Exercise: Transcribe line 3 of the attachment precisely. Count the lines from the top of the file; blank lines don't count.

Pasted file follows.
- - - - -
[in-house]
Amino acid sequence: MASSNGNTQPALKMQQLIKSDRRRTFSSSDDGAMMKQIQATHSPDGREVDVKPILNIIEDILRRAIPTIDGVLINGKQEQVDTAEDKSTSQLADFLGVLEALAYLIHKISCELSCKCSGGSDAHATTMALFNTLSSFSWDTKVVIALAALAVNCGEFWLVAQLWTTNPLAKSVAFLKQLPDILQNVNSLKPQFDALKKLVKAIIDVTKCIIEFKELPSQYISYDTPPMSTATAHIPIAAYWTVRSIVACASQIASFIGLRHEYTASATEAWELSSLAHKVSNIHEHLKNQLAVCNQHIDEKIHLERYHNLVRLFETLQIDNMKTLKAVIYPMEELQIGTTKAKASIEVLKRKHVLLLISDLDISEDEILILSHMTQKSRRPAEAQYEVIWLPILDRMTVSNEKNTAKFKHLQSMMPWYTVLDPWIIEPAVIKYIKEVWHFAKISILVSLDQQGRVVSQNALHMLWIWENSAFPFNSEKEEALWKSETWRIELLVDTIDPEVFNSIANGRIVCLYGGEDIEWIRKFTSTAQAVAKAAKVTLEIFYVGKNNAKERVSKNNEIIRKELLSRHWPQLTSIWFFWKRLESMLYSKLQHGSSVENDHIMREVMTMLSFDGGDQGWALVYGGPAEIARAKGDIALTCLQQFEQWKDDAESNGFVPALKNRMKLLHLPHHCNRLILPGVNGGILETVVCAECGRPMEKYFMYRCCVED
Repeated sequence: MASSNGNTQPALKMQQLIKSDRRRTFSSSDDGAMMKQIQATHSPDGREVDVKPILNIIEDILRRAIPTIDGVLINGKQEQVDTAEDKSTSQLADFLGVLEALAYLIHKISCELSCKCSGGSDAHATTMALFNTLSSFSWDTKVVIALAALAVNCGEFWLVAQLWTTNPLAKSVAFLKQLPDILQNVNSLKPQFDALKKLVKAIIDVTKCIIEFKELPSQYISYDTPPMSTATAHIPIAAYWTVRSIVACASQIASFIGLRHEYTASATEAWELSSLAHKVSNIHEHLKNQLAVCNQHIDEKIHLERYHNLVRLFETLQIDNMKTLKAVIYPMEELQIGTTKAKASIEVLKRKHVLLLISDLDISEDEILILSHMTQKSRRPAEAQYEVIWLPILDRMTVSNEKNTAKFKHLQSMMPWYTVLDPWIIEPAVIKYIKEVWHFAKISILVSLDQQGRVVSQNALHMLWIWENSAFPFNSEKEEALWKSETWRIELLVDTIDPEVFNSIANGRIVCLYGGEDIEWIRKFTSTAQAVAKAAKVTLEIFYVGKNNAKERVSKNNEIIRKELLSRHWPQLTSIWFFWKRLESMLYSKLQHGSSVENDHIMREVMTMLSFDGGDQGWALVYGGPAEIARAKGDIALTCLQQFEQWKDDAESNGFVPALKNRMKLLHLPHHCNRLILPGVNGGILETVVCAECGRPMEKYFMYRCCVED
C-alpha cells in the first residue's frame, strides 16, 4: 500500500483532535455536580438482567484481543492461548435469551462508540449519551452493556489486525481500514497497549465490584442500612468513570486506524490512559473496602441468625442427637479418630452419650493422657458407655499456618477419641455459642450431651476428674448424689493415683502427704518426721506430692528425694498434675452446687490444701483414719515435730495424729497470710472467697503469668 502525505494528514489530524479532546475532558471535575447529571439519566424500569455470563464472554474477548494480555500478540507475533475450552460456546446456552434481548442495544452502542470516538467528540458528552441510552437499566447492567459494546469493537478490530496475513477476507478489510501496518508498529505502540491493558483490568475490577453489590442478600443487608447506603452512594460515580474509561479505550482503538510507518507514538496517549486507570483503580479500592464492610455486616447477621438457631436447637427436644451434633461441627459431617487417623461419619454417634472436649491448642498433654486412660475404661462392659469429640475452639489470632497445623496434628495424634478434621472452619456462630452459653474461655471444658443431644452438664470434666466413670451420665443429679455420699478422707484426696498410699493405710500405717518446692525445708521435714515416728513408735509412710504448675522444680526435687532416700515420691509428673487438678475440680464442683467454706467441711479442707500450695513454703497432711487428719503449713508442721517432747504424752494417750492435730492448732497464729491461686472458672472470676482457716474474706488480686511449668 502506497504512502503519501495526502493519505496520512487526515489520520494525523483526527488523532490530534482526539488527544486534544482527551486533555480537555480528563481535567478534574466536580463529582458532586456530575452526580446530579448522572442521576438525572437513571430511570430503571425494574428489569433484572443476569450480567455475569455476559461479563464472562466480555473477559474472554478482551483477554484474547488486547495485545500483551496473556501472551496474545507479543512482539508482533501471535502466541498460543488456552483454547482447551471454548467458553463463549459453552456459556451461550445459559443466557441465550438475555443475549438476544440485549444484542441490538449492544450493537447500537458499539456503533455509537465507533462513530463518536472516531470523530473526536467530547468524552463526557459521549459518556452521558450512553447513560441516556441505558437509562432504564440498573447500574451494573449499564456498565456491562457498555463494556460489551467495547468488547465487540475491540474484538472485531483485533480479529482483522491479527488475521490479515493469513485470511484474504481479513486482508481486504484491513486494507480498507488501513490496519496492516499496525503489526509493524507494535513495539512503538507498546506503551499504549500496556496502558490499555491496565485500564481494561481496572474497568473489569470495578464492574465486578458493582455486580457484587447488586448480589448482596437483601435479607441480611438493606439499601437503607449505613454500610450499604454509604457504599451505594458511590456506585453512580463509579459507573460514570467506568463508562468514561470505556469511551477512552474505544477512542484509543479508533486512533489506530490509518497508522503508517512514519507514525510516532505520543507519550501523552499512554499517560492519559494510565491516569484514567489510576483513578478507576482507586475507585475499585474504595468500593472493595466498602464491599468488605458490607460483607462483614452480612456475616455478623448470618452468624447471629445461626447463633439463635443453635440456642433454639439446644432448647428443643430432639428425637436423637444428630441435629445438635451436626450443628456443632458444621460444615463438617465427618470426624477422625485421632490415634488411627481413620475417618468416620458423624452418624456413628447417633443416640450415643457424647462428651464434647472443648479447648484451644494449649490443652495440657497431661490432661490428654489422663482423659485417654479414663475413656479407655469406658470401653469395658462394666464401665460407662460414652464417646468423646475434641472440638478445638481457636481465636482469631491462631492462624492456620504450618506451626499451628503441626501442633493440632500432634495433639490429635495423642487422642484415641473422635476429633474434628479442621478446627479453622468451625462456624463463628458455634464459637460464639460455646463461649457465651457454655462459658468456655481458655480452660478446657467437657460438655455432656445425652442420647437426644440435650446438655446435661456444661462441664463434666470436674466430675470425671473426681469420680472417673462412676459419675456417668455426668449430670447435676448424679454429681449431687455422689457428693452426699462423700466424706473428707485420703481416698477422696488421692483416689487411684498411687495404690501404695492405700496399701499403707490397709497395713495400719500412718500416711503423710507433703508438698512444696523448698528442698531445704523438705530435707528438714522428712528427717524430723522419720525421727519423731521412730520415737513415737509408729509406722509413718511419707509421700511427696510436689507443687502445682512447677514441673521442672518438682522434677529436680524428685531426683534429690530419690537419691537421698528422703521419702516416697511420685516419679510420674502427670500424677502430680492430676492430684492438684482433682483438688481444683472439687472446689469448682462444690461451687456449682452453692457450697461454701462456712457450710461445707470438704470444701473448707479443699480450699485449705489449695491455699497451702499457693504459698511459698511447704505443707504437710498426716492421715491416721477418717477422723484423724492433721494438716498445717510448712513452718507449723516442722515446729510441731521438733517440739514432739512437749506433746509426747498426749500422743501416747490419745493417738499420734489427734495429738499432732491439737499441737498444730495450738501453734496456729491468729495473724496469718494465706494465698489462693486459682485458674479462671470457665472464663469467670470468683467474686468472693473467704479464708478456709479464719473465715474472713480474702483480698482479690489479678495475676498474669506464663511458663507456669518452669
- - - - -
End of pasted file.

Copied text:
Repeated sequence: MASSNGNTQPALKMQQLIKSDRRRTFSSSDDGAMMKQIQATHSPDGREVDVKPILNIIEDILRRAIPTIDGVLINGKQEQVDTAEDKSTSQLADFLGVLEALAYLIHKISCELSCKCSGGSDAHATTMALFNTLSSFSWDTKVVIALAALAVNCGEFWLVAQLWTTNPLAKSVAFLKQLPDILQNVNSLKPQFDALKKLVKAIIDVTKCIIEFKELPSQYISYDTPPMSTATAHIPIAAYWTVRSIVACASQIASFIGLRHEYTASATEAWELSSLAHKVSNIHEHLKNQLAVCNQHIDEKIHLERYHNLVRLFETLQIDNMKTLKAVIYPMEELQIGTTKAKASIEVLKRKHVLLLISDLDISEDEILILSHMTQKSRRPAEAQYEVIWLPILDRMTVSNEKNTAKFKHLQSMMPWYTVLDPWIIEPAVIKYIKEVWHFAKISILVSLDQQGRVVSQNALHMLWIWENSAFPFNSEKEEALWKSETWRIELLVDTIDPEVFNSIANGRIVCLYGGEDIEWIRKFTSTAQAVAKAAKVTLEIFYVGKNNAKERVSKNNEIIRKELLSRHWPQLTSIWFFWKRLESMLYSKLQHGSSVENDHIMREVMTMLSFDGGDQGWALVYGGPAEIARAKGDIALTCLQQFEQWKDDAESNGFVPALKNRMKLLHLPHHCNRLILPGVNGGILETVVCAECGRPMEKYFMYRCCVED